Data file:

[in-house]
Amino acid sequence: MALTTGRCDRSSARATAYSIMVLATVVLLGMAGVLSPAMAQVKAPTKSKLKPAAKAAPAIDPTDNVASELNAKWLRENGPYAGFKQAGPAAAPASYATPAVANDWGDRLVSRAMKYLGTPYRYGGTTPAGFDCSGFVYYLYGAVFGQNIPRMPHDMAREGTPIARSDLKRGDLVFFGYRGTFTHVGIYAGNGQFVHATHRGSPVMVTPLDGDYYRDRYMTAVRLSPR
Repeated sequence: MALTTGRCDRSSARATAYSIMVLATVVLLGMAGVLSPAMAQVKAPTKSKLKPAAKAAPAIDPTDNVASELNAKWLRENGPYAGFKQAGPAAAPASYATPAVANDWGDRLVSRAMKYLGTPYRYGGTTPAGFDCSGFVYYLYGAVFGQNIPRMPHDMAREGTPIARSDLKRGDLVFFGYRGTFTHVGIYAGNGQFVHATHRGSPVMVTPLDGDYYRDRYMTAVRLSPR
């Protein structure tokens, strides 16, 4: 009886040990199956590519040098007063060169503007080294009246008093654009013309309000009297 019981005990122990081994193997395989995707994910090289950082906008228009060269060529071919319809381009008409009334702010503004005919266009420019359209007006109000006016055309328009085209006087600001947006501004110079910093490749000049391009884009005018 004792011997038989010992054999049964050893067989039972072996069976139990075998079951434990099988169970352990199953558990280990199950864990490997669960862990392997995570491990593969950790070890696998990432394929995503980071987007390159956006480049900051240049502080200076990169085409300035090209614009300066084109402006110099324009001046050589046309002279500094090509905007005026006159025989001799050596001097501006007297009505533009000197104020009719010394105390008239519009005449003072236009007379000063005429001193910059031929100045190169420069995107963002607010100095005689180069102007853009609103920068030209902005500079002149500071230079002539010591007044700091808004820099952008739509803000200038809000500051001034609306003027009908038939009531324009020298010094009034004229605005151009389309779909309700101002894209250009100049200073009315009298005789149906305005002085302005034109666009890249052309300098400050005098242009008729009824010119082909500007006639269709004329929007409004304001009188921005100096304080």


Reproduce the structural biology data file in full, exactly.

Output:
[in-house]
Amino acid sequence: MALTTGRCDRSSARATAYSIMVLATVVLLGMAGVLSPAMAQVKAPTKSKLKPAAKAAPAIDPTDNVASELNAKWLRENGPYAGFKQAGPAAAPASYATPAVANDWGDRLVSRAMKYLGTPYRYGGTTPAGFDCSGFVYYLYGAVFGQNIPRMPHDMAREGTPIARSDLKRGDLVFFGYRGTFTHVGIYAGNGQFVHATHRGSPVMVTPLDGDYYRDRYMTAVRLSPR
Repeated sequence: MALTTGRCDRSSARATAYSIMVLATVVLLGMAGVLSPAMAQVKAPTKSKLKPAAKAAPAIDPTDNVASELNAKWLRENGPYAGFKQAGPAAAPASYATPAVANDWGDRLVSRAMKYLGTPYRYGGTTPAGFDCSGFVYYLYGAVFGQNIPRMPHDMAREGTPIARSDLKRGDLVFFGYRGTFTHVGIYAGNGQFVHATHRGSPVMVTPLDGDYYRDRYMTAVRLSPR
């Protein structure tokens, strides 16, 4: 009886040990199956590519040098007063060169503007080294009246008093654009013309309000009297 019981005990122990081994193997395989995707994910090289950082906008228009060269060529071919319809381009008409009334702010503004005919266009420019359209007006109000006016055309328009085209006087600001947006501004110079910093490749000049391009884009005018 004792011997038989010992054999049964050893067989039972072996069976139990075998079951434990099988169970352990199953558990280990199950864990490997669960862990392997995570491990593969950790070890696998990432394929995503980071987007390159956006480049900051240049502080200076990169085409300035090209614009300066084109402006110099324009001046050589046309002279500094090509905007005026006159025989001799050596001097501006007297009505533009000197104020009719010394105390008239519009005449003072236009007379000063005429001193910059031929100045190169420069995107963002607010100095005689180069102007853009609103920068030209902005500079002149500071230079002539010591007044700091808004820099952008739509803000200038809000500051001034609306003027009908038939009531324009020298010094009034004229605005151009389309779909309700101002894209250009100049200073009315009298005789149906305005002085302005034109666009890249052309300098400050005098242009008729009824010119082909500007006639269709004329929007409004304001009188921005100096304080």